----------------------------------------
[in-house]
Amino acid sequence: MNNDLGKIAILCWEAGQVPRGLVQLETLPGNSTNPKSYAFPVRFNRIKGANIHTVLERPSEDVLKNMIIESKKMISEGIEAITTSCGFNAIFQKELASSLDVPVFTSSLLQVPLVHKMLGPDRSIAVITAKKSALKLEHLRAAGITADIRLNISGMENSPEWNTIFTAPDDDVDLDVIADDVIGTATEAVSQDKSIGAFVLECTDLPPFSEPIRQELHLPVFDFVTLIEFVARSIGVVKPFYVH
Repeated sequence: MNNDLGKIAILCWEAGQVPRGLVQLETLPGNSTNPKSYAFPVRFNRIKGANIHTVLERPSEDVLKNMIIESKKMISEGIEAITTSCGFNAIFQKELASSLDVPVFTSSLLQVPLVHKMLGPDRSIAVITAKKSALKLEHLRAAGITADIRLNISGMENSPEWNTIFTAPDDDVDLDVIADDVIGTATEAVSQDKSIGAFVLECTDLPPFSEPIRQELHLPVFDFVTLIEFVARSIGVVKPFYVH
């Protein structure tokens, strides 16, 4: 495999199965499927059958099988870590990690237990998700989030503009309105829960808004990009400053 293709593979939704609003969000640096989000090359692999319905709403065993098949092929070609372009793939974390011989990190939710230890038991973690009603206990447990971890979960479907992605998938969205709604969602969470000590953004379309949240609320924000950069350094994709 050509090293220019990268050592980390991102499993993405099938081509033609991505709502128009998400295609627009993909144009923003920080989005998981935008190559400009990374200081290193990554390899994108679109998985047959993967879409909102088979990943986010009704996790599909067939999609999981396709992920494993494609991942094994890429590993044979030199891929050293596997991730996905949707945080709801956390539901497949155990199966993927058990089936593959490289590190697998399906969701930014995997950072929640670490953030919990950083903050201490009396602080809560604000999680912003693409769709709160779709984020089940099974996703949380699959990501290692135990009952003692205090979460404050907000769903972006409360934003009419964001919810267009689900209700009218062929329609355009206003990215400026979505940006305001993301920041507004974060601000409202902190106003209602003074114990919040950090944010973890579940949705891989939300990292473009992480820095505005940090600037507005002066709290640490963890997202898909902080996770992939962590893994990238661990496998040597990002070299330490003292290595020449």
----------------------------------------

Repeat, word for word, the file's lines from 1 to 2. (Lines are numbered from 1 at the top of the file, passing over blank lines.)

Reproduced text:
[in-house]
Amino acid sequence: MNNDLGKIAILCWEAGQVPRGLVQLETLPGNSTNPKSYAFPVRFNRIKGANIHTVLERPSEDVLKNMIIESKKMISEGIEAITTSCGFNAIFQKELASSLDVPVFTSSLLQVPLVHKMLGPDRSIAVITAKKSALKLEHLRAAGITADIRLNISGMENSPEWNTIFTAPDDDVDLDVIADDVIGTATEAVSQDKSIGAFVLECTDLPPFSEPIRQELHLPVFDFVTLIEFVARSIGVVKPFYVH